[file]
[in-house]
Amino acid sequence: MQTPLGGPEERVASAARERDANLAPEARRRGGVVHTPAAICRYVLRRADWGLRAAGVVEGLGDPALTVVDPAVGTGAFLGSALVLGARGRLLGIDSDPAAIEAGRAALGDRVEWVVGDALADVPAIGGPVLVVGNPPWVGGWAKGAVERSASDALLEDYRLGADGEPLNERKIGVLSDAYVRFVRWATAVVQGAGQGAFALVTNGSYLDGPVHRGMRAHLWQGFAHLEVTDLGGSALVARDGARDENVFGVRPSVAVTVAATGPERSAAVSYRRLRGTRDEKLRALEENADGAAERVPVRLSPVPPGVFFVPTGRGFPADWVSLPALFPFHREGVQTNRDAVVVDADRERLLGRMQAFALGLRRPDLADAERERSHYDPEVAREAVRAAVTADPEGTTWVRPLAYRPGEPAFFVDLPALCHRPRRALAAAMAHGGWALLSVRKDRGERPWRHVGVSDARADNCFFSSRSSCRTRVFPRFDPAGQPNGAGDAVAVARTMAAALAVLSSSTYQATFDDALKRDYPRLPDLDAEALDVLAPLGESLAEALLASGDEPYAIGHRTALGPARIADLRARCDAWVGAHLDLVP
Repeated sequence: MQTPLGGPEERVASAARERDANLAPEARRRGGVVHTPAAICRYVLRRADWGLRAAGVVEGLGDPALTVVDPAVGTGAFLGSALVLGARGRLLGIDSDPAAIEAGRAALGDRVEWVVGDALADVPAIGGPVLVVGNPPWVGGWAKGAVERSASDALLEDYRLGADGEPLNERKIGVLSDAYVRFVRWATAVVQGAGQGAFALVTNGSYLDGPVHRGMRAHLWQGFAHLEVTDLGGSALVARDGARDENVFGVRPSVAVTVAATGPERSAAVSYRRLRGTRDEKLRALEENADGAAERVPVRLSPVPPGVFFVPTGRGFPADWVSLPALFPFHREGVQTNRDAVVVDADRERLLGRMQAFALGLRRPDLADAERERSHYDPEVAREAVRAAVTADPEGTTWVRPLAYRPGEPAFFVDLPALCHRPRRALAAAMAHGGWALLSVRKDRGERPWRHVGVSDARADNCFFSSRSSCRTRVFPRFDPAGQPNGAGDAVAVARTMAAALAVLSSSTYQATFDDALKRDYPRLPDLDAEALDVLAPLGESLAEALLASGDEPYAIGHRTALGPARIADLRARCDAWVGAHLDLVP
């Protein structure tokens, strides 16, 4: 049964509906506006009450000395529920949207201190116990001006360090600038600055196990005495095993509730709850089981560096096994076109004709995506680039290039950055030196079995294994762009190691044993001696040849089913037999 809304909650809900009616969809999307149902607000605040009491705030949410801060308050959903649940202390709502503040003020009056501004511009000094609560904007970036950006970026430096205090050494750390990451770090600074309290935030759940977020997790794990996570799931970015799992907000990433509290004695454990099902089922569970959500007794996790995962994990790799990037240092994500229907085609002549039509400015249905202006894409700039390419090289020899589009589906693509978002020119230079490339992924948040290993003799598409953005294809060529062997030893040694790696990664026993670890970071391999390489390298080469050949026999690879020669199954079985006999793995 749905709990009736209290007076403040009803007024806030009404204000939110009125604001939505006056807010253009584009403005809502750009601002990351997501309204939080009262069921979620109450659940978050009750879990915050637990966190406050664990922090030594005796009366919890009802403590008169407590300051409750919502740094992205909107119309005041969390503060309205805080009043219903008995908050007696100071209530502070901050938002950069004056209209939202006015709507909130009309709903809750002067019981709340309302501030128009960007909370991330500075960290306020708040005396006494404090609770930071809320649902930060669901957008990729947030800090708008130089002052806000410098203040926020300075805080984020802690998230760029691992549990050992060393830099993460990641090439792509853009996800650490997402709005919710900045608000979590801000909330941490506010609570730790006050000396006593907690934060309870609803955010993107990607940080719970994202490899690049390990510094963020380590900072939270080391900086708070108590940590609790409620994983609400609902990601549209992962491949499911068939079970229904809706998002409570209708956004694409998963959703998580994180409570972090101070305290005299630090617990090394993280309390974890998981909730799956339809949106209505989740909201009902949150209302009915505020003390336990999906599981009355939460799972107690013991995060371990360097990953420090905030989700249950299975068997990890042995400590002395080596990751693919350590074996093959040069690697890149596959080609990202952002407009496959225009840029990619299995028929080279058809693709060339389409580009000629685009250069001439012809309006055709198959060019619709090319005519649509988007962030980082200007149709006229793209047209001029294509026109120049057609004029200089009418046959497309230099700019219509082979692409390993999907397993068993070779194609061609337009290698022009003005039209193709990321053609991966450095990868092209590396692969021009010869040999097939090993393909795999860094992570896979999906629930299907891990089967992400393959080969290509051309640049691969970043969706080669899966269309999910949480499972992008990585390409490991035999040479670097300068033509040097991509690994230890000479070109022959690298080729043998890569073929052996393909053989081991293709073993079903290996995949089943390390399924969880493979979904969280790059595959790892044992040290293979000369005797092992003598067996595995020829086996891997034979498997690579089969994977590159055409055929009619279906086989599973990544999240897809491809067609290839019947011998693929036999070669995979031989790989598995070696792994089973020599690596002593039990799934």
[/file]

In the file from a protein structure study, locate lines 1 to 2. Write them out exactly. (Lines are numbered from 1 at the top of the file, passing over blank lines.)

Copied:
[in-house]
Amino acid sequence: MQTPLGGPEERVASAARERDANLAPEARRRGGVVHTPAAICRYVLRRADWGLRAAGVVEGLGDPALTVVDPAVGTGAFLGSALVLGARGRLLGIDSDPAAIEAGRAALGDRVEWVVGDALADVPAIGGPVLVVGNPPWVGGWAKGAVERSASDALLEDYRLGADGEPLNERKIGVLSDAYVRFVRWATAVVQGAGQGAFALVTNGSYLDGPVHRGMRAHLWQGFAHLEVTDLGGSALVARDGARDENVFGVRPSVAVTVAATGPERSAAVSYRRLRGTRDEKLRALEENADGAAERVPVRLSPVPPGVFFVPTGRGFPADWVSLPALFPFHREGVQTNRDAVVVDADRERLLGRMQAFALGLRRPDLADAERERSHYDPEVAREAVRAAVTADPEGTTWVRPLAYRPGEPAFFVDLPALCHRPRRALAAAMAHGGWALLSVRKDRGERPWRHVGVSDARADNCFFSSRSSCRTRVFPRFDPAGQPNGAGDAVAVARTMAAALAVLSSSTYQATFDDALKRDYPRLPDLDAEALDVLAPLGESLAEALLASGDEPYAIGHRTALGPARIADLRARCDAWVGAHLDLVP